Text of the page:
Natural Gas Rises on Consumer Confidence, Forecast for Active Storm Season
Natural gas futures rose for the first time in six days after reports showed rising consumer confidence and chances for an active hurricane season.
The Conference Board’s confidence index rose to 63.3, the highest level since March 2008. The hurricane season, which runs from June through November, will be more active than last year, according to Tropical Storm Risk. About 11 percent of U.S. gas is pumped on Federal leases in the Gulf of Mexico.
“The consumers are somewhat optimistic about the future, and more likely to spend,” said Chris Jarvis, president of Caprock Risk Management LLC in Hampton Falls, New Hampshire. “That definitely bodes well for the industrial sector in the United States.”
Natural gas for June delivery rose 3.4 cents, or 0.9 percent, to settle at $4.051 per million British thermal units on the New York Mercantile Exchange. The futures have declined 27 percent this year.
The U.S. may continue to show a strengthening economy and increasing industrial demand for the power-plant fuel as long as the sovereign debt crisis in Greece doesn’t have a “domino effect” throughout Europe, Jarvis said. Industrial gas purchases account for about 29 percent of consumption.
“It’s a very difficult period of time to be short natural gas with hurricane season right ahead of us,” said Michael Rose, director of trading at Angus Jackson Inc. in Fort Lauderdale, Florida.
Crisis in Europe
Concern that the European debt crisis will undermine a U.S. recovery has made some investors nervous, Rose said. Gas fell as low as $3.986 per million Btu in earlier trading. Crude fell $1.46, or 2.1 percent, to settle at $68.75 a barrel on the New York exchange.
The 2010 hurricane season in the Atlantic will be “active” and produce 16 tropical storms, including eight hurricanes, four of those being intense, Tropical Storm Risk said today. There’s a 74 percent chance that more storms than normal will hit the continental U.S.
At least two hurricanes and three tropical storms will hit the U.S., the British forecaster said. In a typical year, an average of three tropical storms and 1.5 hurricanes make landfall, said the forecaster, which is affiliated with University College London and is co-sponsored by the insurers Aon Benfield, RSA Insurance Group Plc and Crawford & Co.
Traders are looking to reports this week on U.S. home sales, consumer confidence, unemployment and inventories to gauge whether the economy is strengthening or if the European sovereign debt crisis has undermined a recovery, Peter Beutel, president of Cameron Hanover Inc., a trading adviser in New Canaan, Connecticut, said in a daily report.
“It might not be an overstatement to suggest that this week’s economic data could spell the difference between a recovery this year and a double-dip recession,” Beutel said.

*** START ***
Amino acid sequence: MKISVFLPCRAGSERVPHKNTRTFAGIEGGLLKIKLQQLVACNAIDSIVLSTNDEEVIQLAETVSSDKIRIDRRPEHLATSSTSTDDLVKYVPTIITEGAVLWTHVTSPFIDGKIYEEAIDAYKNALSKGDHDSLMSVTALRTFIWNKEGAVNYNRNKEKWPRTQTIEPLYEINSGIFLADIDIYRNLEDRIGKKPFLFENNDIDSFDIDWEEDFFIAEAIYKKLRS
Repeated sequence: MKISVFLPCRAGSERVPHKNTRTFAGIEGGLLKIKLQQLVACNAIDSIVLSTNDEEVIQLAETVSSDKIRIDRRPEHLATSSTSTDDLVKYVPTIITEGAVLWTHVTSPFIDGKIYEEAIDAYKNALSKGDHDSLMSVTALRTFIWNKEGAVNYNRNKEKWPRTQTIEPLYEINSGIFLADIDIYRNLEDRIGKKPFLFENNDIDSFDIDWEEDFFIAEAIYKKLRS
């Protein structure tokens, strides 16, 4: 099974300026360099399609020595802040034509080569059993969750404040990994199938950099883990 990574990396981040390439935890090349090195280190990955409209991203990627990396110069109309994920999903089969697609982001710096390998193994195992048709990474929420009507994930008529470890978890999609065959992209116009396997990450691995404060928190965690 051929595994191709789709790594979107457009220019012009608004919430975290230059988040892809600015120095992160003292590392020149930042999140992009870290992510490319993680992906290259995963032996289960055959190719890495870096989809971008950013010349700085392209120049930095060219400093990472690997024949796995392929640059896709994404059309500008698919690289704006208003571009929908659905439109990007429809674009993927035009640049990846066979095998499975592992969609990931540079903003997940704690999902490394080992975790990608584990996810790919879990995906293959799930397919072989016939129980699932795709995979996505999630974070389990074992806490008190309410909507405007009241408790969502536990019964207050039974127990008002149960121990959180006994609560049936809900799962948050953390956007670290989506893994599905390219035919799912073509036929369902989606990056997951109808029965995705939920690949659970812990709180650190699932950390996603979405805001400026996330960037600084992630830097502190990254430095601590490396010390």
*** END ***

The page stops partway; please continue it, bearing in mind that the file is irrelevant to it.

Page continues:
The S&P/Case-Shiller home-price index of property values in 20 cities increased 2.3 percent in March from a year earlier, a report today showed. The median forecast of economists surveyed by Bloomberg News projected a 2.5 percent advance.
Gas stockpiles rose 76 billion cubic feet the week ended May 14 to 2.165 trillion cubic feet, 17 percent above the five- year average, an Energy Department report last week showed. Supplies increased to a record last year.
The number of natural-gas rigs climbed in the week ended May 21 by 18, or 1.9 percent, to 969, the biggest increase since the week ended March 5. The rig total is four below the one-year high of 973 set on April 16.
“We’re just holding that $4 range; the fundamentals tell me it should go lower, but I guess there’s enough concern that hurricane season is around the corner and cooling season is here in a matter of weeks,” said Mike Fitzpatrick, vice president of MF Global in New York. “Gas is all about weather and supply.”
Hot weather forecast for this week may boost demand for gas from power plants.
Air conditioning in the Northeast and north-central region will be above normal through May 27, David Salmon, a meteorologist with Weather Derivatives of Belton, Missouri, said in a daily report.
Cooling demand in New York City is forecast to be more than four times higher than normal on May 27, Salmon said in the report.
Temperatures in New York will reach 86 degrees Fahrenheit (30 Celsius) today, compared with an average high of 74 degrees, according to the National Weather Service. Chicago is forecast to reach a high of 84 today, up from an average of 73.
“Air conditioning usage will continue high into next week,” Salmon said.
Wholesale natural gas at the benchmark Henry Hub in Erath, Louisiana, rose 0.16 cent to $4.0801 per million Btu, according to data compiled by Bloomberg.
Gas futures volume in electronic trading on the Nymex was 147,205 as of 2:51 p.m., compared with a three-month average total of 236,000. Volume was 196,066 yesterday. Open interest was 860,059 contracts, compared with the three-month average of 851,000. The exchange has a one-business-day delay in reporting open interest and full volume data.
To contact the reporter on this story: Asjylyn Loder in New York at email@example.com.